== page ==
Great spreading the word. So important to brush and floss daily. Ideally, brushing both after lunch and before bed. Certainly a good idea too half hour after any sticky snacks or sweets.

    I’d like to add:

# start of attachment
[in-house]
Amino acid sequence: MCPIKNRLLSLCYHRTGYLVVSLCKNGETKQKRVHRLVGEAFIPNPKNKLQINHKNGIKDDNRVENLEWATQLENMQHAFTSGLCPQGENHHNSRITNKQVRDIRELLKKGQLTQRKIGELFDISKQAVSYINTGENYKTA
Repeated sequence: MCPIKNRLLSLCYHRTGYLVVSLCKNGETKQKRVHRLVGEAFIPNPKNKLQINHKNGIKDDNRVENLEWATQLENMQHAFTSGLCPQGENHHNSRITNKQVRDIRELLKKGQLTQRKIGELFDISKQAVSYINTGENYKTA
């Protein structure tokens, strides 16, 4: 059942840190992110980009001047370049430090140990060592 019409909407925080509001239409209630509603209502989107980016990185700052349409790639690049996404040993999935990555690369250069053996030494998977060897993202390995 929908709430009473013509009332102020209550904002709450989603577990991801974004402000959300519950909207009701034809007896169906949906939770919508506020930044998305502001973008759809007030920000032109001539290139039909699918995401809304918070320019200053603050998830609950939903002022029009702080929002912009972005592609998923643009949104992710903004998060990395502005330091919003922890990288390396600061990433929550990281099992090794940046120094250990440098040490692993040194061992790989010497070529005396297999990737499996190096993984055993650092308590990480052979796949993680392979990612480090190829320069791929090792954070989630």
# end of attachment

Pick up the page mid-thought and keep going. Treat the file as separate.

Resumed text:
My son got his first teeth at 2 months, and he already had cavities at 6 months! We brushed daily, but it just wasn’t enough for him. Some kids would’ve been fine, but we all have our own particular microbiomes in our mouths.. our own pH and other factors that predisposes us to making our mouths more or less friendly to certain bacteria. There are over 700 different types of bacteria living in an adult’s mouth. The leading accepted theory in dentistry nowadays is that certain bacteria, in particular Streptococcus mutans, are responsible for cavities. We’re not born with them in our mouths, but we get them passed on usually from our primary caregivers. Some fantastic studies out there encouraging Moms and Dads with history of childhood cavities or currently fighting cavities to start chewing Xylitol gum, or using Xylitol toothpaste, etc, each day starting from third trimester of pregnancy, and continuing through toddlerhood. 4-6 grams of Xylitol a day for adult, leads to whopping reduction in childhood caries. Check it out. Some very solid studies have been done on this. Adult dental hygiene is VERY important for children’s cavity-fighting as well! It’s important to limit or try your best to avoid all together, passing any of your own saliva to your very young children. Eg. don’t share drinking glasses or eating utensils, as when doing so, we pass our oral bacteria on to them. Also, of note, S. mutans is anerobic, so if an infant nurses with a heavy clamp for a long time, good idea to encourage them to come up for air a bit, and wipe with damp cloth, and/or encourage a sip of water, or even a small finger toothbrush (with clean finger!). Tough to do all of this, for sure, but some goals, especially if you are at high risk (eg. teeth come in very early, history of childhood cavities among parents). Also, if you know you’re at high risk, a paediatric dentist can help with some preventative measures in the dentist’s chair. So, if an infant gets teeth early, definitely worth a trip to the dentist’s. A good, educated paediatric dentist should encourage parents to pay for that one early initial visit to come and get well-versed in all of the above.